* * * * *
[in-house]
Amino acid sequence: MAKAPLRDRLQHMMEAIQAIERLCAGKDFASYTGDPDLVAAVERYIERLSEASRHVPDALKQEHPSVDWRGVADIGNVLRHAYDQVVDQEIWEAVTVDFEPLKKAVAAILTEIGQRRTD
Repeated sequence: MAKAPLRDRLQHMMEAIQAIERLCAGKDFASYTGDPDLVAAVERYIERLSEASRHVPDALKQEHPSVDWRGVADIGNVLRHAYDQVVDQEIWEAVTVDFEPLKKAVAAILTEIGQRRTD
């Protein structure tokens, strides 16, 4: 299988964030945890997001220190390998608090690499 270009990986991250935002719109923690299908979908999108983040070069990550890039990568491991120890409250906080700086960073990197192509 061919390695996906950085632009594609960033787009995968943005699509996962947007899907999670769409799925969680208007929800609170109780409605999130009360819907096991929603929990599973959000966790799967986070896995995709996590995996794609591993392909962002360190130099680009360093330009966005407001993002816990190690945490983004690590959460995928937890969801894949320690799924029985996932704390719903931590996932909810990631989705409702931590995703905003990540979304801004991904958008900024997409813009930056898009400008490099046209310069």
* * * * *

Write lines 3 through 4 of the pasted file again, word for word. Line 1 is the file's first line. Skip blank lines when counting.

Repeated sequence: MAKAPLRDRLQHMMEAIQAIERLCAGKDFASYTGDPDLVAAVERYIERLSEASRHVPDALKQEHPSVDWRGVADIGNVLRHAYDQVVDQEIWEAVTVDFEPLKKAVAAILTEIGQRRTD
């Protein structure tokens, strides 16, 4: 299988964030945890997001220190390998608090690499 270009990986991250935002719109923690299908979908999108983040070069990550890039990568491991120890409250906080700086960073990197192509 061919390695996906950085632009594609960033787009995968943005699509996962947007899907999670769409799925969680208007929800609170109780409605999130009360819907096991929603929990599973959000966790799967986070896995995709996590995996794609591993392909962002360190130099680009360093330009966005407001993002816990190690945490983004690590959460995928937890969801894949320690799924029985996932704390719903931590996932909810990631989705409702931590995703905003990540979304801004991904958008900024997409813009930056898009400008490099046209310069």